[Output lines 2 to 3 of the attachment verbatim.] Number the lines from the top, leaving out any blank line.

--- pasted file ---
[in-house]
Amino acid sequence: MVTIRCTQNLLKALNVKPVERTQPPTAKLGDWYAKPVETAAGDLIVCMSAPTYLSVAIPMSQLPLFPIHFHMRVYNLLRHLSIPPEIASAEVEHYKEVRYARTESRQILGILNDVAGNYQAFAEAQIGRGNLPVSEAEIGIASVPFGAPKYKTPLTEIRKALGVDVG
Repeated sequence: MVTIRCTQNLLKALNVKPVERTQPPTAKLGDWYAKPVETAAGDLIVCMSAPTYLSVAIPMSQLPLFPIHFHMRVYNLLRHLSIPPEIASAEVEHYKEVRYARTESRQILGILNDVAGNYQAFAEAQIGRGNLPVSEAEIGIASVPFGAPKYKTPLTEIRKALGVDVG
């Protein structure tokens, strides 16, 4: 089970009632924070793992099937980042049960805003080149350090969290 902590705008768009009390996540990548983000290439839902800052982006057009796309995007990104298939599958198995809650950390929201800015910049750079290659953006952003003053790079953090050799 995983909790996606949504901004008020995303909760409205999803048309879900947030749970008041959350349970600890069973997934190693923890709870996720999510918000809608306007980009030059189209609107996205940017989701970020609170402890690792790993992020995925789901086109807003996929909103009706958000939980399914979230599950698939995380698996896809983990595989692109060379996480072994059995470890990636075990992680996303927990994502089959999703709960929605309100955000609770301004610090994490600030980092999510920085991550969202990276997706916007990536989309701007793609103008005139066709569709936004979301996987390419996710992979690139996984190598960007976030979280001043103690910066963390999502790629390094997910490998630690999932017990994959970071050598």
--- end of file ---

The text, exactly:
Amino acid sequence: MVTIRCTQNLLKALNVKPVERTQPPTAKLGDWYAKPVETAAGDLIVCMSAPTYLSVAIPMSQLPLFPIHFHMRVYNLLRHLSIPPEIASAEVEHYKEVRYARTESRQILGILNDVAGNYQAFAEAQIGRGNLPVSEAEIGIASVPFGAPKYKTPLTEIRKALGVDVG
Repeated sequence: MVTIRCTQNLLKALNVKPVERTQPPTAKLGDWYAKPVETAAGDLIVCMSAPTYLSVAIPMSQLPLFPIHFHMRVYNLLRHLSIPPEIASAEVEHYKEVRYARTESRQILGILNDVAGNYQAFAEAQIGRGNLPVSEAEIGIASVPFGAPKYKTPLTEIRKALGVDVG